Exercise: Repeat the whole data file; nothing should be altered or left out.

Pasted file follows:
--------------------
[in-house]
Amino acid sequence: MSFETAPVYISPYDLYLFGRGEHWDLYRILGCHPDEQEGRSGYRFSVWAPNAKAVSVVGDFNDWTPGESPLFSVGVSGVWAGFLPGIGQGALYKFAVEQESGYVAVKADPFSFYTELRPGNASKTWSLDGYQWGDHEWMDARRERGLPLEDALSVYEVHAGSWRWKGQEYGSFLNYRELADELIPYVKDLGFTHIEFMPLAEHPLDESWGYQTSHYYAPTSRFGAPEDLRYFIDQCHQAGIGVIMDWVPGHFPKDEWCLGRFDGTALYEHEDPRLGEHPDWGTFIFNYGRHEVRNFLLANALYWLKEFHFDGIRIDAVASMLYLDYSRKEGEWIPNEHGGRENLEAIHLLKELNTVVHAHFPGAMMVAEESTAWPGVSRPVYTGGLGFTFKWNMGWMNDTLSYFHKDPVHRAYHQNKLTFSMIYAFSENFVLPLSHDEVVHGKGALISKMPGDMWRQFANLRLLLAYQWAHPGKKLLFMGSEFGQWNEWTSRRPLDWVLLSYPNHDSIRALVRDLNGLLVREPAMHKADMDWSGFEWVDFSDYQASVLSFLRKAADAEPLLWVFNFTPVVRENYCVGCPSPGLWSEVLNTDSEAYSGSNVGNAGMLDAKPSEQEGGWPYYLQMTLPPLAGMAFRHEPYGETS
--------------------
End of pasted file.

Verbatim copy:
[in-house]
Amino acid sequence: MSFETAPVYISPYDLYLFGRGEHWDLYRILGCHPDEQEGRSGYRFSVWAPNAKAVSVVGDFNDWTPGESPLFSVGVSGVWAGFLPGIGQGALYKFAVEQESGYVAVKADPFSFYTELRPGNASKTWSLDGYQWGDHEWMDARRERGLPLEDALSVYEVHAGSWRWKGQEYGSFLNYRELADELIPYVKDLGFTHIEFMPLAEHPLDESWGYQTSHYYAPTSRFGAPEDLRYFIDQCHQAGIGVIMDWVPGHFPKDEWCLGRFDGTALYEHEDPRLGEHPDWGTFIFNYGRHEVRNFLLANALYWLKEFHFDGIRIDAVASMLYLDYSRKEGEWIPNEHGGRENLEAIHLLKELNTVVHAHFPGAMMVAEESTAWPGVSRPVYTGGLGFTFKWNMGWMNDTLSYFHKDPVHRAYHQNKLTFSMIYAFSENFVLPLSHDEVVHGKGALISKMPGDMWRQFANLRLLLAYQWAHPGKKLLFMGSEFGQWNEWTSRRPLDWVLLSYPNHDSIRALVRDLNGLLVREPAMHKADMDWSGFEWVDFSDYQASVLSFLRKAADAEPLLWVFNFTPVVRENYCVGCPSPGLWSEVLNTDSEAYSGSNVGNAGMLDAKPSEQEGGWPYYLQMTLPPLAGMAFRHEPYGETS